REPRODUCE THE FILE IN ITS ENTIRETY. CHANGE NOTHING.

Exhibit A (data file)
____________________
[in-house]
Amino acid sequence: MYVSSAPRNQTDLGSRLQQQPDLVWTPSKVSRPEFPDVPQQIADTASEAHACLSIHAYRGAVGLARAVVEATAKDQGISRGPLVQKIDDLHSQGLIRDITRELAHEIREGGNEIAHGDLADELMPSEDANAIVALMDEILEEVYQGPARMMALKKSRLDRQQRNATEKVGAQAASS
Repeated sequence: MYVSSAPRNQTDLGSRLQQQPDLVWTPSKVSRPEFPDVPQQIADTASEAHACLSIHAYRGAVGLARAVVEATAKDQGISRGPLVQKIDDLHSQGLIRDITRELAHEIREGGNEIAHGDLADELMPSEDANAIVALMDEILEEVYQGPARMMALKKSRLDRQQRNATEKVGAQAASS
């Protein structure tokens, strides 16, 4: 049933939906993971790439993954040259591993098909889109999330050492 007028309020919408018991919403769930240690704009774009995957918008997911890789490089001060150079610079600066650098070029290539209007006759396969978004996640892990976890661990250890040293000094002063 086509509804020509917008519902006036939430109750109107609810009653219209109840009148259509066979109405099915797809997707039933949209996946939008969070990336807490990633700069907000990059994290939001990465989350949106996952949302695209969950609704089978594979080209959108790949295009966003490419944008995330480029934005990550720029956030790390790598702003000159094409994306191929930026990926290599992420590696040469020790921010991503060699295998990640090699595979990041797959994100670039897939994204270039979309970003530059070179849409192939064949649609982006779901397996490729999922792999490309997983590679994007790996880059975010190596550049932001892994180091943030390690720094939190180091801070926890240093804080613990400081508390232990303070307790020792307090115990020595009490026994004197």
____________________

[in-house]
Amino acid sequence: MYVSSAPRNQTDLGSRLQQQPDLVWTPSKVSRPEFPDVPQQIADTASEAHACLSIHAYRGAVGLARAVVEATAKDQGISRGPLVQKIDDLHSQGLIRDITRELAHEIREGGNEIAHGDLADELMPSEDANAIVALMDEILEEVYQGPARMMALKKSRLDRQQRNATEKVGAQAASS
Repeated sequence: MYVSSAPRNQTDLGSRLQQQPDLVWTPSKVSRPEFPDVPQQIADTASEAHACLSIHAYRGAVGLARAVVEATAKDQGISRGPLVQKIDDLHSQGLIRDITRELAHEIREGGNEIAHGDLADELMPSEDANAIVALMDEILEEVYQGPARMMALKKSRLDRQQRNATEKVGAQAASS
């Protein structure tokens, strides 16, 4: 049933939906993971790439993954040259591993098909889109999330050492 007028309020919408018991919403769930240690704009774009995957918008997911890789490089001060150079610079600066650098070029290539209007006759396969978004996640892990976890661990250890040293000094002063 086509509804020509917008519902006036939430109750109107609810009653219209109840009148259509066979109405099915797809997707039933949209996946939008969070990336807490990633700069907000990059994290939001990465989350949106996952949302695209969950609704089978594979080209959108790949295009966003490419944008995330480029934005990550720029956030790390790598702003000159094409994306191929930026990926290599992420590696040469020790921010991503060699295998990640090699595979990041797959994100670039897939994204270039979309970003530059070179849409192939064949649609982006779901397996490729999922792999490309997983590679994007790996880059975010190596550049932001892994180091943030390690720094939190180091801070926890240093804080613990400081508390232990303070307790020792307090115990020595009490026994004197």